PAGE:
Despite growing political support for and investment in offshore wind in the United States, concerns persist, including those related to fairness, transparency, and the participation of local settler and Tribal communities. While decision-makers frequently focus on technological barriers, scholars argue that the barriers to U.S. offshore wind development are grounded in social, cultural, and to a lesser extent, economic considerations. If states in the Northeast Sea Grant region are to realize their ambitious renewable energy goals, barriers related to fairness and equity must be identified and addressed to ensure community well-being and a just energy transition.
The objectives of this mixed-methods study of fairness and justice in Southern New England communities regarding offshore wind energy development are: 1) To identify community concerns and research questions regarding procedural, distributive, and recognitional justice dimensions of southern New England offshore wind projects; 2) To quantitatively assess community attitudes regarding the procedural, distributive, and recognitional justice dimensions of southern New England offshore wind projects, and 3) To examine differences in attitudes within and among settler and Indigenous communities.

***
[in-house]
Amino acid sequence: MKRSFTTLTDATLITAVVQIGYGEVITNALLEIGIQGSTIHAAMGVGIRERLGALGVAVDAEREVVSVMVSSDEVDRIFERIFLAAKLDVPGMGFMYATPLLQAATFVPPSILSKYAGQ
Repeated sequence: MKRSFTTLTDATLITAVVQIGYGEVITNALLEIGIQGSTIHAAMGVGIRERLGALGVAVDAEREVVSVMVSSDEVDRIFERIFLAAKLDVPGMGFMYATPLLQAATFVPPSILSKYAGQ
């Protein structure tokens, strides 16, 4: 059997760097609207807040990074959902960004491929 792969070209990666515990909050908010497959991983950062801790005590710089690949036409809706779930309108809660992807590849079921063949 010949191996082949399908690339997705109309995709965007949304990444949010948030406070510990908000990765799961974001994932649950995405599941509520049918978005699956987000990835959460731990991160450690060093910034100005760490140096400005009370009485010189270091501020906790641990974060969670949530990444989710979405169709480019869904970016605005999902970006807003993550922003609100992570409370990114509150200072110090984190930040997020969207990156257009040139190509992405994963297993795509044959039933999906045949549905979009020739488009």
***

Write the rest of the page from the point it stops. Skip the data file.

We propose a mixed-methods baseline assessment, comprising interviews and a survey, of five settler communities in the southern New England region as well as seven Tribal Nations located near these communities. Communities and Tribal Nations are selected to focus on active offshore wind development projects (both power generation and transmission). A comparative, cross-case analysis will identify key variables affecting perceptions of procedural, distributive, and recognitional justice within and across these communities.